When I make Legacy decks I like to see what sorts of cards used to be made that haven’t been made in a long time (and possibly will never be made again, so Legacy / Vintage is the only place they can live). One of these cards is Armageddon. They were making Armageddon variants right up till Time Spiral (with Boom // Bust) but I think they realised that its hard to put a price on destroying multiple lands and that a lot of casual groups (like mine) were banning mass LD because it’s not very fun to have a card that says “stop the game, then start it over again in five turns (except for the player who was prepared for this card to hit)”. One of the nice things about competitive formats like Legacy is that people can’t really complain about what cards you use as long as you’re ultimately trying to win (Shahrazad was banned in Vintage because people were just using it to prolong the games rather than win).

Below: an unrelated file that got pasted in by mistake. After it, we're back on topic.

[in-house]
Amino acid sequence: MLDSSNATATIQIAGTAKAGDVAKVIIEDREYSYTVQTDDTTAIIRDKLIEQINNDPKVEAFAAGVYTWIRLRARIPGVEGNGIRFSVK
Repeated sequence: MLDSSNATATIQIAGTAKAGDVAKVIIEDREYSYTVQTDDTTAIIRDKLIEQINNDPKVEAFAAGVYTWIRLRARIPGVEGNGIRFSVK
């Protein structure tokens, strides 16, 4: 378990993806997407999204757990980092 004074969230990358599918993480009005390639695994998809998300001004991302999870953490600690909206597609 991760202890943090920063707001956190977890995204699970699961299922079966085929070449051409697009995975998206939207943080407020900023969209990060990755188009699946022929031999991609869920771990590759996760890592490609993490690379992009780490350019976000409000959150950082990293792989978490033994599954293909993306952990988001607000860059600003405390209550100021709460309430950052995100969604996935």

Anyway, Armageddons were a dollar each and I didn’t really know what else to use with it (I didn’t just want to try and budgetize Stax or White Weenie), so I looked at other options. Global Ruin seems cool but its buddy that makes it worth trying to get domain (Collective Restraint) was surprisingly expensive. I guess there are people playing 5 color Commander decks online… isn’t that meant to be a social format? Each to their own I guess.
Instead of just trying to destroy lands, then, why not destroy everything? I know white is usually the color of balance / fairness / trying too hard to purify things (look at the flavor text on Barren Glory), but when I write it out like that, destroying everything really feels red to me. And Wizards agrees, making cards like Worldfire, Decree of Annihilation, and also some that don’t cost a stupid amount of mana – Jokulhaups and Apocalypse, which are the key cards in this deck. Ok maybe Jokul doesn’t quite destroy ‘everything’, but as if anyone uses enchantments. And we’ve got plenty of creatures willing to play the Slash Panther role to deal with Jace (this was a serious tactic used in Vintage a little while ago).